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A photo of the exterior of Priory Hall where no remedial work has been carried out.
Priory Hall

Priory Hall residents: Mortgages can’t be dealt with on case-by-case basis

AIB has this morning said it is happy to engage fully with the conciliation process being chaired by a former Supreme Court judge but residents have called on other banks to follow suit.

Updated 11am

THE EVACUATED RESIDENTS of the Priory Hall apartment complex in north Dublin have criticised the apparent decision of some banks not to participate in a consultation proposed by the Supreme Court.

The Sunday Business Post reported yesterday said the banks that provided mortgages to residents of the complex and the Irish Banking Federation (IBF) had refused to engage in the process of conciliation which will be chaired by the retired Supreme Court judge Joseph Finnegan.

The IBF has since said that it was never asked to take part in the conciliation process and does not envisage being part of it. AIB has said today it “is happy to engage fully with the new process.”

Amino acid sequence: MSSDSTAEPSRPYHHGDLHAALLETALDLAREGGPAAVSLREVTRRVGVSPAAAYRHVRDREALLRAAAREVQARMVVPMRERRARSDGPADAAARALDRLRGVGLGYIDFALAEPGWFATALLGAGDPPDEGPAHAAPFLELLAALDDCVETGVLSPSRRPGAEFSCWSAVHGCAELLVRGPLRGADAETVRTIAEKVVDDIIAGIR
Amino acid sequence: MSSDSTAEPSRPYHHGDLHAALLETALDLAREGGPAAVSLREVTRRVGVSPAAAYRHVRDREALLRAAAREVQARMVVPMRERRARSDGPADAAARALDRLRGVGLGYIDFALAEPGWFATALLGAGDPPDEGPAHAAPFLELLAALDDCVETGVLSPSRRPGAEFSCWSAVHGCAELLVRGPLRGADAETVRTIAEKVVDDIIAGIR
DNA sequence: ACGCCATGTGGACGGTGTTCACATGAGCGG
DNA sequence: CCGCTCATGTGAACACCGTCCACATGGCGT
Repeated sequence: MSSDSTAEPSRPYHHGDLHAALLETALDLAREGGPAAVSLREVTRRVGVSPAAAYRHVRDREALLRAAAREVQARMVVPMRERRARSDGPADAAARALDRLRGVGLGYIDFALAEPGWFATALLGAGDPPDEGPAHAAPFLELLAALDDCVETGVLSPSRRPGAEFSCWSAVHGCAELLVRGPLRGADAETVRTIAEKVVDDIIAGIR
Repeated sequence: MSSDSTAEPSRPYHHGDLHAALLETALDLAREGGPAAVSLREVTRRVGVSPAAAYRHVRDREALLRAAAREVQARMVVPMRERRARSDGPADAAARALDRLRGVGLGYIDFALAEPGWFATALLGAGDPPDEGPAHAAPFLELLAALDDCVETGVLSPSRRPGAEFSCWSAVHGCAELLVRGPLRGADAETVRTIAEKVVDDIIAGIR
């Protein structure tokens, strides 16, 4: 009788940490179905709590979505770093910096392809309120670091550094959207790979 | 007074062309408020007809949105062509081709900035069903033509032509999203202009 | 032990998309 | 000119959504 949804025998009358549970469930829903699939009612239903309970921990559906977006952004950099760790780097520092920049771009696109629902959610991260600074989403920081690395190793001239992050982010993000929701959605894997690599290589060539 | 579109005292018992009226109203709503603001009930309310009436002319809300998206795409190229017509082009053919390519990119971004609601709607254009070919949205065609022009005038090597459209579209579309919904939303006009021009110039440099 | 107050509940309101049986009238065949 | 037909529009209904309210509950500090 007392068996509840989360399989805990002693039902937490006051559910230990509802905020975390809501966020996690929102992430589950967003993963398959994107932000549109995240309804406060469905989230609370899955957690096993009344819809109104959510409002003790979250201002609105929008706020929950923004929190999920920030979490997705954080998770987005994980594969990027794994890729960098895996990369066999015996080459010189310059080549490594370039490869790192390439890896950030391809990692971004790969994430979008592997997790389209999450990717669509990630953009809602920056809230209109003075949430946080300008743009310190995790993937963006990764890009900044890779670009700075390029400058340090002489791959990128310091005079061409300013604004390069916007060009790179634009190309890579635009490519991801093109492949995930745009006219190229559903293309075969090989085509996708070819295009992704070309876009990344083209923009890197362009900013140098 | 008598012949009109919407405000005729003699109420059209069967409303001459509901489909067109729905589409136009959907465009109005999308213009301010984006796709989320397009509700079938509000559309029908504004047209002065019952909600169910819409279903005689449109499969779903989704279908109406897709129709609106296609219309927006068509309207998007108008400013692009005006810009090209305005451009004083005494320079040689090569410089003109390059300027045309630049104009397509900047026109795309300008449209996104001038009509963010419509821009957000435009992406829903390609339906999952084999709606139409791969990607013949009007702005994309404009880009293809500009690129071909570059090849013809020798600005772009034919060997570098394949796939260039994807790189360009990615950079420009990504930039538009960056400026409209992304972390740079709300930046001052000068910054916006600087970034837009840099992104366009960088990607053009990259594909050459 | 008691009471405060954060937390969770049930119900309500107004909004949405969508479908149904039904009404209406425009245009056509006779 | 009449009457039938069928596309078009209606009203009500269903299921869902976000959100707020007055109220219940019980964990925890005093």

Reacting, spokesman for the residents Graham Usher told that AIB’s comments marked “an extremely positive development” and called for other banks involved to follow suit.

It’s believed that there are seven mortgage lenders between Priory Hall residents with over half of the mortgages with AIB and Bank of Ireland. BoI did not immediately return a request for comment.

Finnegan was appointed to chair the process after the Supreme Court agreed to suspend Dublin City Council’s appeal against covering the costs of the evacuated residents to allow for a mediation process.

Around 100 families who own homes in the apartment complex in Donaghmede were ordered to evacuated in October of last year over fire safety fears. They have been living in temporary accommodation since.

Residents are calling for a temporary freeze on their mortgages while they are unable to live in the homes they are paying for but most banks have said that they will only deal with the residents on a case-by-case basis.

Speaking to RTÉ Radio this morning, spokesman Usher said such a process “isn’t appropriate with regard to Priory Hall”.

“The reality is that these homes aren’t safe to live in. It cant be dealt with on a case-by-case basis,” he said.

Column: ‘I loved living in Priory Hall. I loved this apartment’

See’s full coverage of the Priory Hall controversy

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